Woolwich & Wellesley Township's Local Community Newspaper | Elmira, Ontario, Canada
Get notified of breaking news and more in the community.

Sign up for The Weekly. A Round up of the most important stories of the week, Breaking News and additional exclusive content just for subscribers.

Gravel pit conundrum here to stay

As Coun. Mark Bauman noted at this weekโ€™s Woolwich council meeting, gravel pits are about to become a big part of the agenda for many months โ€“ and perhaps years โ€“ to come.

There are currently five aggregate applications under consideration at the township. The most contentious are the Capital Paving bid for an operation in West Montrose and the Hunsberger application in Conestogo.

The former raises the hackles of those concerned about the covered bridge and its surrounding environment, above and beyond the noise, dust and safety concerns that naturally come along with such operations. In the Conestogo case, the gravel pit threatens to send soaring the number of trucks rumbling through the village, as well as negatively impacting the quality of life of nearby residents.

In the normal course of affairs, the cost-benefit analysis would provide councillors with an easy answer: deny the applications. Municipal share of aggregate profits are miniscule, not enough to cover the direct costs associated with road repairs and safety measures, let alone the health and well-being of residents.

Like those who settle in the country then begin complaining about the smell of the surrounding farmland, anyone who moves close to an existing gravel pit must live by the credo of caveat emptor. The situation is much different when someone attempts to establish a pit near an existing neighbourhood, as is the case in both examples.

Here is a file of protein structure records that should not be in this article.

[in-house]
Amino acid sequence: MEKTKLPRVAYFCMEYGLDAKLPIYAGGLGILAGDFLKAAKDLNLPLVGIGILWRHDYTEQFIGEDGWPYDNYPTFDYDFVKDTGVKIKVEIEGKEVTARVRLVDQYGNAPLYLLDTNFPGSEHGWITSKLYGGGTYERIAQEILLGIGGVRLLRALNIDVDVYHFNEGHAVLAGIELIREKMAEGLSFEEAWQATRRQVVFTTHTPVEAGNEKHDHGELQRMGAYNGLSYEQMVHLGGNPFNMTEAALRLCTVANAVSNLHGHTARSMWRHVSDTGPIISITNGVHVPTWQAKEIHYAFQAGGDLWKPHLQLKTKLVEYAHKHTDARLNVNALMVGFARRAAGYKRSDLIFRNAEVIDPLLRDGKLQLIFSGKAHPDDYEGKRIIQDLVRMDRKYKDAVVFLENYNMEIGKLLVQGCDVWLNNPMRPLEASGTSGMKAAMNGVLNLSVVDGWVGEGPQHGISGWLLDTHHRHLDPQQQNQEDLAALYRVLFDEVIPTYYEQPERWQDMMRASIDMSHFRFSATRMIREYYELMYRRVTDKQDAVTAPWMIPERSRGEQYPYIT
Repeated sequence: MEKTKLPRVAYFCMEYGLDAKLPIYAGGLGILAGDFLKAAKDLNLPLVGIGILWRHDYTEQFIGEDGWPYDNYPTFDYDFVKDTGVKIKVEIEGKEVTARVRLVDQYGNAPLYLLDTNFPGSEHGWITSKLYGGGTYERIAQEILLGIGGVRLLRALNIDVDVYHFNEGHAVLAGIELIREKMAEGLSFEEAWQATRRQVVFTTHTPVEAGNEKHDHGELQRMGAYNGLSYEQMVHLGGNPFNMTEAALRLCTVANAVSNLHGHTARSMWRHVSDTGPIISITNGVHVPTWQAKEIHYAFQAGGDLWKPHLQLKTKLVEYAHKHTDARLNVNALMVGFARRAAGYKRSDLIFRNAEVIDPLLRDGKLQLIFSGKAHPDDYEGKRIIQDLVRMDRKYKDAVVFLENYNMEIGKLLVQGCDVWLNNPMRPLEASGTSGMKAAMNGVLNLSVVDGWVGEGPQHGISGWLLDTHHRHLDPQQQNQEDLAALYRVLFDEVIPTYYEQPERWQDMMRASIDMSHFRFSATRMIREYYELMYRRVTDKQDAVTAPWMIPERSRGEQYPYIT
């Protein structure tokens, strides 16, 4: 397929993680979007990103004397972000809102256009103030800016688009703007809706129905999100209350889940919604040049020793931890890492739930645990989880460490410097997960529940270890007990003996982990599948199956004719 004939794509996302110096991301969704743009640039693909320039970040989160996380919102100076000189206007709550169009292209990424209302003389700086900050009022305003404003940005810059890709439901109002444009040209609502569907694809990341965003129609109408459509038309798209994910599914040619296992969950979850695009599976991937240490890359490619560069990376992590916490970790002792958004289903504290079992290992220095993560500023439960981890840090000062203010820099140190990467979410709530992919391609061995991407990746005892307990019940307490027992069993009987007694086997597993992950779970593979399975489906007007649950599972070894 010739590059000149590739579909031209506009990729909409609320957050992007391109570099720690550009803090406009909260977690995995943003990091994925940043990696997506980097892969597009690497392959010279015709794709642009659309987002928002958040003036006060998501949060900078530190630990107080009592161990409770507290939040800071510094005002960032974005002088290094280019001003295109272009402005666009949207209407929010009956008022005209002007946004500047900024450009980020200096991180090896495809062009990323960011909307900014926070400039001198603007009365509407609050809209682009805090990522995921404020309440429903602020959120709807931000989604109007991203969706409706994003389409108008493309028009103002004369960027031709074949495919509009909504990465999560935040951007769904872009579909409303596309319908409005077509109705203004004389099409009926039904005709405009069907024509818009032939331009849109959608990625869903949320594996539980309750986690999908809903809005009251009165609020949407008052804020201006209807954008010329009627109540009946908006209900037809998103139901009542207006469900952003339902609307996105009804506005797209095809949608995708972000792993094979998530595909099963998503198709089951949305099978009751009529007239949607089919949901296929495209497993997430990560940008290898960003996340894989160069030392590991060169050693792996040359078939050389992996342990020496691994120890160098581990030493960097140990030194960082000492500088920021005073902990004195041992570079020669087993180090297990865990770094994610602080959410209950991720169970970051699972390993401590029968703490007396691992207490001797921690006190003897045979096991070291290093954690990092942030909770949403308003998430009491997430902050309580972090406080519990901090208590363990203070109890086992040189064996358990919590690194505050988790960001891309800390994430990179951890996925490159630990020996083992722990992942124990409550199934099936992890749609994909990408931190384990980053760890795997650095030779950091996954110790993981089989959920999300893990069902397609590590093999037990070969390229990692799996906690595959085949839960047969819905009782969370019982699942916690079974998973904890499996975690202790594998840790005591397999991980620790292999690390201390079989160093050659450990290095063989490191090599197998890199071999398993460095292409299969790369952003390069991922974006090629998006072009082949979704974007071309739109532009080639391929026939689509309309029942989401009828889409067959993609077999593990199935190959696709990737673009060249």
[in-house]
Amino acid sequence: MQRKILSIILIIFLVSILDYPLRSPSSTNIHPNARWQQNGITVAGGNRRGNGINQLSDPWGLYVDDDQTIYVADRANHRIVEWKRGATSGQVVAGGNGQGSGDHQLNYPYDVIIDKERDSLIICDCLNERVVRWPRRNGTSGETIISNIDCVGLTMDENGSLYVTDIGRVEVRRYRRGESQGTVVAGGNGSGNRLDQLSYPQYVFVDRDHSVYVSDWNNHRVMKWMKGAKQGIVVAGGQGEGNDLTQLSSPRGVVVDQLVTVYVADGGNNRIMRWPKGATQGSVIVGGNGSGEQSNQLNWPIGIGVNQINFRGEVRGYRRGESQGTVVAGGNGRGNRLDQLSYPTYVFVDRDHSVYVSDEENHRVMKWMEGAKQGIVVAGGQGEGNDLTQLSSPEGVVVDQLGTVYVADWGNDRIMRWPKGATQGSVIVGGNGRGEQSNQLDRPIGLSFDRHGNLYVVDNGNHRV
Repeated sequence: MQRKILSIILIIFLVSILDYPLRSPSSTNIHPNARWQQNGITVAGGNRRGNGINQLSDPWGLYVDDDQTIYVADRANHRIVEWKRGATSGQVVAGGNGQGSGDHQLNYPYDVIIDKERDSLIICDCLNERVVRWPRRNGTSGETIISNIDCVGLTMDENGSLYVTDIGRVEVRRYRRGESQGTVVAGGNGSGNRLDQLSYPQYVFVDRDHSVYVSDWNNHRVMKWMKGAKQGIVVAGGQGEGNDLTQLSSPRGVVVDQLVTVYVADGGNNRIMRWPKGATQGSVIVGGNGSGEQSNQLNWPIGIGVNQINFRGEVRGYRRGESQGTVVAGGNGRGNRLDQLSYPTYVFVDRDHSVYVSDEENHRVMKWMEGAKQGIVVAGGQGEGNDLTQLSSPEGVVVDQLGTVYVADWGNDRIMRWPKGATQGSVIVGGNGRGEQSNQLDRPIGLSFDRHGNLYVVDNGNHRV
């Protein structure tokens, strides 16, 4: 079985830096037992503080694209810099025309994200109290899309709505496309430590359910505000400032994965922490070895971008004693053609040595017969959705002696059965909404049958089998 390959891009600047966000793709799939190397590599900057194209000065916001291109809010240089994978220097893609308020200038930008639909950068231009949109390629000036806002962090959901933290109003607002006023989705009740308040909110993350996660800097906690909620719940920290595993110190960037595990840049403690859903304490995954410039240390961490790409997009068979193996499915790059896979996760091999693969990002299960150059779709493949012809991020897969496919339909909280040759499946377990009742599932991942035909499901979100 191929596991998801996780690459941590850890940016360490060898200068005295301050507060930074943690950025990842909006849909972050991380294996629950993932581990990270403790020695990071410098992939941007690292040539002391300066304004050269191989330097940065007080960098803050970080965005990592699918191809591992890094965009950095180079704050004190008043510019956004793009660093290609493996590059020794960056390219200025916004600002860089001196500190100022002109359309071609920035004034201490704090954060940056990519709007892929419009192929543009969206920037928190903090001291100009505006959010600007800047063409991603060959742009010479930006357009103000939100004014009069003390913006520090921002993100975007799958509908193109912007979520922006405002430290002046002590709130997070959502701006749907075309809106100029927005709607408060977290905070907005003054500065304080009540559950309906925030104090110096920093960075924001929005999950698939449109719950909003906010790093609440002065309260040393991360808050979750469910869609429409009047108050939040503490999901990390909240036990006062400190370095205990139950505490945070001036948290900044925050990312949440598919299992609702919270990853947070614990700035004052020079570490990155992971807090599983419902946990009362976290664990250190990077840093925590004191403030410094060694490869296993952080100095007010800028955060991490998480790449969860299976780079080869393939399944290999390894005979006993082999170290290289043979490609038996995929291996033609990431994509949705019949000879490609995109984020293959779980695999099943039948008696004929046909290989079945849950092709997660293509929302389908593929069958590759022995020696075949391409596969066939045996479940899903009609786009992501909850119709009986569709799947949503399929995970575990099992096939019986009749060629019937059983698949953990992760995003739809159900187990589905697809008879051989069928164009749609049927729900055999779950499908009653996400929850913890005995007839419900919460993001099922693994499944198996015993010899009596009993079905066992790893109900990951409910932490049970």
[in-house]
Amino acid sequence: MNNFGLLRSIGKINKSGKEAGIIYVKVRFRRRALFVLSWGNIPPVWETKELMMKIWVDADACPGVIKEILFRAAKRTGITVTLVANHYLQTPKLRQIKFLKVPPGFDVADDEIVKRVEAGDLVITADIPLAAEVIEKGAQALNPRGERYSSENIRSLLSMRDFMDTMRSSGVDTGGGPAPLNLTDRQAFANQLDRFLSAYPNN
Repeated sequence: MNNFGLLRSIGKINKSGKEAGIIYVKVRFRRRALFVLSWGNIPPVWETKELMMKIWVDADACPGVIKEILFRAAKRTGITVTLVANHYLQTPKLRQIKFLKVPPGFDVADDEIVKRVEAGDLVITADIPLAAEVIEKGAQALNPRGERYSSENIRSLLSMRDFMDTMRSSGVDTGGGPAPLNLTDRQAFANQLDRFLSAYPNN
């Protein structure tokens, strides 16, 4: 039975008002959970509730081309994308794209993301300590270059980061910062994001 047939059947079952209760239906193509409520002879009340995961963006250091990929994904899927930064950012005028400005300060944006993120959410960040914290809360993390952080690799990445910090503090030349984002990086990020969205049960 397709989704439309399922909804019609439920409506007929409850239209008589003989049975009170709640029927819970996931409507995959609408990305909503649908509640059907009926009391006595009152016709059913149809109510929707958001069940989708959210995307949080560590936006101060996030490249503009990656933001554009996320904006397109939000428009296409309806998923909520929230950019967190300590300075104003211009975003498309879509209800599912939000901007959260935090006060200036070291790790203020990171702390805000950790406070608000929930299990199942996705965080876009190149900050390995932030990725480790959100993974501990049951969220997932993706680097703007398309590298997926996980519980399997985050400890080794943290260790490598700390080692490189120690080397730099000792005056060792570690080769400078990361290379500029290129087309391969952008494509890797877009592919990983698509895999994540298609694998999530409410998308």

Unfortunately, the situation isnโ€™t as simple as that. No, councillors will have to weigh the likelihood of their denial being immediately appealed to the Ontario Municipal Board, which has a track record of ignoring local decisions in favour of developers.

The poor provincial record of respecting local wishes is magnified in the case of gravel pits, where the Aggregate Resources Act is practically a cudgel, and the Ministry of Natural Resources seen as a defender of operators, not Ontarians.

Of course, we do need gravel, and it does have to come from somewhere. Because of its geography, this stretch of the province is rife with aggregate, as witnessed by the numerous pits already in operation. If every application for an extraction licence was turned down, weโ€™d have to find alternative sources for an essential material.

Clearly, then, we need to find a balance point.

Currently, provincial policies favour developers, putting far too much power in the hands of the OMB. Opponents such as Gravel Watch Ontario say the same is true of the aggregate policies. They also lament the actions of the MNR in enforcing what feeble rules do exist. Fixing those inadequacies would go a long way in reducing the disputes over gravel pit applications.

High on the priority list is the enacting of sunset clauses on gravel licences: hard and intractable timelines for the decommissioning of pits. As it stands today, operators can continue to work an โ€œactiveโ€ site for years, a favourite tactic for avoiding the remediation now required of pit owners. Such a move would assure nearby residents that the health and safety risks would exist for a fixed time only, an important step.